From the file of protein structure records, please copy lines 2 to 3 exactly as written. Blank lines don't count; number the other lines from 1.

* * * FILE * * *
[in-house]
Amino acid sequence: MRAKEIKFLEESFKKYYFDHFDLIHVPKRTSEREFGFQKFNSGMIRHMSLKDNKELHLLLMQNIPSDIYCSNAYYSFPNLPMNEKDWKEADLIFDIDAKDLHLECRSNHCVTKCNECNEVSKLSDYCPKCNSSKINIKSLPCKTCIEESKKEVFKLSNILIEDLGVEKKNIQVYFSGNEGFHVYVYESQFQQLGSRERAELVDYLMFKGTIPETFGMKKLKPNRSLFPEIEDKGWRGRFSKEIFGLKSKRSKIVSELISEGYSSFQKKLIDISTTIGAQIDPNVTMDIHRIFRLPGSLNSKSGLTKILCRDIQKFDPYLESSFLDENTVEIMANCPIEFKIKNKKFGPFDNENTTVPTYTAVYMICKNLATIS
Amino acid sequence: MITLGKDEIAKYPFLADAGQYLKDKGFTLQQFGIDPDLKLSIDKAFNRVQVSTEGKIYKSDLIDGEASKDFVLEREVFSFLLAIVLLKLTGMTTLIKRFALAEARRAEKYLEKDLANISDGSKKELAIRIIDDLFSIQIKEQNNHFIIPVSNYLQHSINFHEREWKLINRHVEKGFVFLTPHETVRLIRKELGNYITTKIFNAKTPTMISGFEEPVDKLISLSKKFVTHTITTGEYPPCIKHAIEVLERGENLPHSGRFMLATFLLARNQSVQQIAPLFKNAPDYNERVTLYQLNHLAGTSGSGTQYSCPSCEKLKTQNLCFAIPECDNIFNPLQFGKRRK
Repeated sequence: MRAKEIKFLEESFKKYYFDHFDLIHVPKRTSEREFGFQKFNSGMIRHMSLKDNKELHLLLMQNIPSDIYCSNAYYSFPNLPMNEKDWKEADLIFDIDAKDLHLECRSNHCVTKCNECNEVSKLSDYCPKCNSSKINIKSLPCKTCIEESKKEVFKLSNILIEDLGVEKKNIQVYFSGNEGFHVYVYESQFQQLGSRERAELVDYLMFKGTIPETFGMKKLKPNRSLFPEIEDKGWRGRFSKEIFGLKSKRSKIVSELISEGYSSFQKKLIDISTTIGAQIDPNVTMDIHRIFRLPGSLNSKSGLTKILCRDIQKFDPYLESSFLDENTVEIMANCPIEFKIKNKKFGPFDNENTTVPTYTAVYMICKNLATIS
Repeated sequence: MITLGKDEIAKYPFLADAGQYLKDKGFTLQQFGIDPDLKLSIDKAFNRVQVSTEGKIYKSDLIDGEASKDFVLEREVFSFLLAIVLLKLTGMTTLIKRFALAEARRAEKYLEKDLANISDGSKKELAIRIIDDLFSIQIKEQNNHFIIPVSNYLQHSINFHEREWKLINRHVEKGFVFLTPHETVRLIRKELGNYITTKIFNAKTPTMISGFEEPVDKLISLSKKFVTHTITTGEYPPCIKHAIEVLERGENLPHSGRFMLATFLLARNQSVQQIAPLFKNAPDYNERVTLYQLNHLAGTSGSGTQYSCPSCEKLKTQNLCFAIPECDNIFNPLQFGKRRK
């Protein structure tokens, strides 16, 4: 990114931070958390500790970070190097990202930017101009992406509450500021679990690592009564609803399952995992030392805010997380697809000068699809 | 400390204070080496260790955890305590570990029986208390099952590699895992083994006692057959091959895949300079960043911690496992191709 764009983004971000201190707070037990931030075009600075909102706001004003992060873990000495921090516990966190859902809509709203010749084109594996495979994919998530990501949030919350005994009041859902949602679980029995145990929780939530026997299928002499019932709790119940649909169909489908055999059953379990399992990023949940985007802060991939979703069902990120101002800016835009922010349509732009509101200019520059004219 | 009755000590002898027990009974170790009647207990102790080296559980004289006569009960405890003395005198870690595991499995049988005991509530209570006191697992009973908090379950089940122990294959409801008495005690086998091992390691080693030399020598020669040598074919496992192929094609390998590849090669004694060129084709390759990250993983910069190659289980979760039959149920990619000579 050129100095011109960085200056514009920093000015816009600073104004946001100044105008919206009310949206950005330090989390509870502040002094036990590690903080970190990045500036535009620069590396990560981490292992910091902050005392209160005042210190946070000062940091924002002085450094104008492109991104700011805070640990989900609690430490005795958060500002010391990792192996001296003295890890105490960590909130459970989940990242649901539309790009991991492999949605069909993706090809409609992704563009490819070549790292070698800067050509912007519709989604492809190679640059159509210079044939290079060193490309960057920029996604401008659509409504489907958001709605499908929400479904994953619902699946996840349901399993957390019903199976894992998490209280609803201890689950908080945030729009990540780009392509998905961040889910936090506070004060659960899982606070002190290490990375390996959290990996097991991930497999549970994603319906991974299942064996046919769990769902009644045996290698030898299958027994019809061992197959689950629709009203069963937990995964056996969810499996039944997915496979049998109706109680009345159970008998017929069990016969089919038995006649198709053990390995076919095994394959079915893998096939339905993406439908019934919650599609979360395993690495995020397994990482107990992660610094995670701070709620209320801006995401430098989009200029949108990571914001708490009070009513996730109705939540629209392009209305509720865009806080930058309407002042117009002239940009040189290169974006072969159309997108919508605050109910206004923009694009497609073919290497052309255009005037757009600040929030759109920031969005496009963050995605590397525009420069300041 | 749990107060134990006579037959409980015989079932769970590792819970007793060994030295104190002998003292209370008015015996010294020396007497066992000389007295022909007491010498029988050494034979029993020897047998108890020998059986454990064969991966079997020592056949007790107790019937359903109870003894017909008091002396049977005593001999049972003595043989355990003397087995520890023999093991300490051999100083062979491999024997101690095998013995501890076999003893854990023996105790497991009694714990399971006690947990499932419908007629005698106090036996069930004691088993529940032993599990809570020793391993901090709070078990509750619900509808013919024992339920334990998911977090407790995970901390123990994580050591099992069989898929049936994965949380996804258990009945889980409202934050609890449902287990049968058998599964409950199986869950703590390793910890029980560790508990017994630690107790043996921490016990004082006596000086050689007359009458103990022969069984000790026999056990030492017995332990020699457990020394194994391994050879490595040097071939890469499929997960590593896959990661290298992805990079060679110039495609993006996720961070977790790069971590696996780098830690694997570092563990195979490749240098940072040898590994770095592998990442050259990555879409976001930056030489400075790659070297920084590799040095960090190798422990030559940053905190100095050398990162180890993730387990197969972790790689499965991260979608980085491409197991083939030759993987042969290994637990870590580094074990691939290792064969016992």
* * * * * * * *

Amino acid sequence: MRAKEIKFLEESFKKYYFDHFDLIHVPKRTSEREFGFQKFNSGMIRHMSLKDNKELHLLLMQNIPSDIYCSNAYYSFPNLPMNEKDWKEADLIFDIDAKDLHLECRSNHCVTKCNECNEVSKLSDYCPKCNSSKINIKSLPCKTCIEESKKEVFKLSNILIEDLGVEKKNIQVYFSGNEGFHVYVYESQFQQLGSRERAELVDYLMFKGTIPETFGMKKLKPNRSLFPEIEDKGWRGRFSKEIFGLKSKRSKIVSELISEGYSSFQKKLIDISTTIGAQIDPNVTMDIHRIFRLPGSLNSKSGLTKILCRDIQKFDPYLESSFLDENTVEIMANCPIEFKIKNKKFGPFDNENTTVPTYTAVYMICKNLATIS
Amino acid sequence: MITLGKDEIAKYPFLADAGQYLKDKGFTLQQFGIDPDLKLSIDKAFNRVQVSTEGKIYKSDLIDGEASKDFVLEREVFSFLLAIVLLKLTGMTTLIKRFALAEARRAEKYLEKDLANISDGSKKELAIRIIDDLFSIQIKEQNNHFIIPVSNYLQHSINFHEREWKLINRHVEKGFVFLTPHETVRLIRKELGNYITTKIFNAKTPTMISGFEEPVDKLISLSKKFVTHTITTGEYPPCIKHAIEVLERGENLPHSGRFMLATFLLARNQSVQQIAPLFKNAPDYNERVTLYQLNHLAGTSGSGTQYSCPSCEKLKTQNLCFAIPECDNIFNPLQFGKRRK